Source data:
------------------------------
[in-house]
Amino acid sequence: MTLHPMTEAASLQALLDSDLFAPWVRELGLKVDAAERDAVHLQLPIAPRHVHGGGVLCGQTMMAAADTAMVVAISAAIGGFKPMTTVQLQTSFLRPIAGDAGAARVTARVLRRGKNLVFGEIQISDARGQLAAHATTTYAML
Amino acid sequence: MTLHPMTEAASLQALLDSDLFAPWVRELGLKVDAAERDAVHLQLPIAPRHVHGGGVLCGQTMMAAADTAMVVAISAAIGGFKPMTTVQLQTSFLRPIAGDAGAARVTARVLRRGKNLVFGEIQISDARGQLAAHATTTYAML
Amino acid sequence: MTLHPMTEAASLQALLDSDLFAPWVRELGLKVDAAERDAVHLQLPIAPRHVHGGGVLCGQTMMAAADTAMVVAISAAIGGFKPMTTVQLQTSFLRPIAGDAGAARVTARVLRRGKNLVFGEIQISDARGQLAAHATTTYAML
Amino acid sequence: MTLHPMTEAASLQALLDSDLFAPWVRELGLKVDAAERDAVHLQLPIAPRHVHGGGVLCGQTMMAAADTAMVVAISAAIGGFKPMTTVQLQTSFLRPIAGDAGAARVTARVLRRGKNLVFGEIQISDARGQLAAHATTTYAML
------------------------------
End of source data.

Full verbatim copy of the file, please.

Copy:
[in-house]
Amino acid sequence: MTLHPMTEAASLQALLDSDLFAPWVRELGLKVDAAERDAVHLQLPIAPRHVHGGGVLCGQTMMAAADTAMVVAISAAIGGFKPMTTVQLQTSFLRPIAGDAGAARVTARVLRRGKNLVFGEIQISDARGQLAAHATTTYAML
Amino acid sequence: MTLHPMTEAASLQALLDSDLFAPWVRELGLKVDAAERDAVHLQLPIAPRHVHGGGVLCGQTMMAAADTAMVVAISAAIGGFKPMTTVQLQTSFLRPIAGDAGAARVTARVLRRGKNLVFGEIQISDARGQLAAHATTTYAML
Amino acid sequence: MTLHPMTEAASLQALLDSDLFAPWVRELGLKVDAAERDAVHLQLPIAPRHVHGGGVLCGQTMMAAADTAMVVAISAAIGGFKPMTTVQLQTSFLRPIAGDAGAARVTARVLRRGKNLVFGEIQISDARGQLAAHATTTYAML
Amino acid sequence: MTLHPMTEAASLQALLDSDLFAPWVRELGLKVDAAERDAVHLQLPIAPRHVHGGGVLCGQTMMAAADTAMVVAISAAIGGFKPMTTVQLQTSFLRPIAGDAGAARVTARVLRRGKNLVFGEIQISDARGQLAAHATTTYAML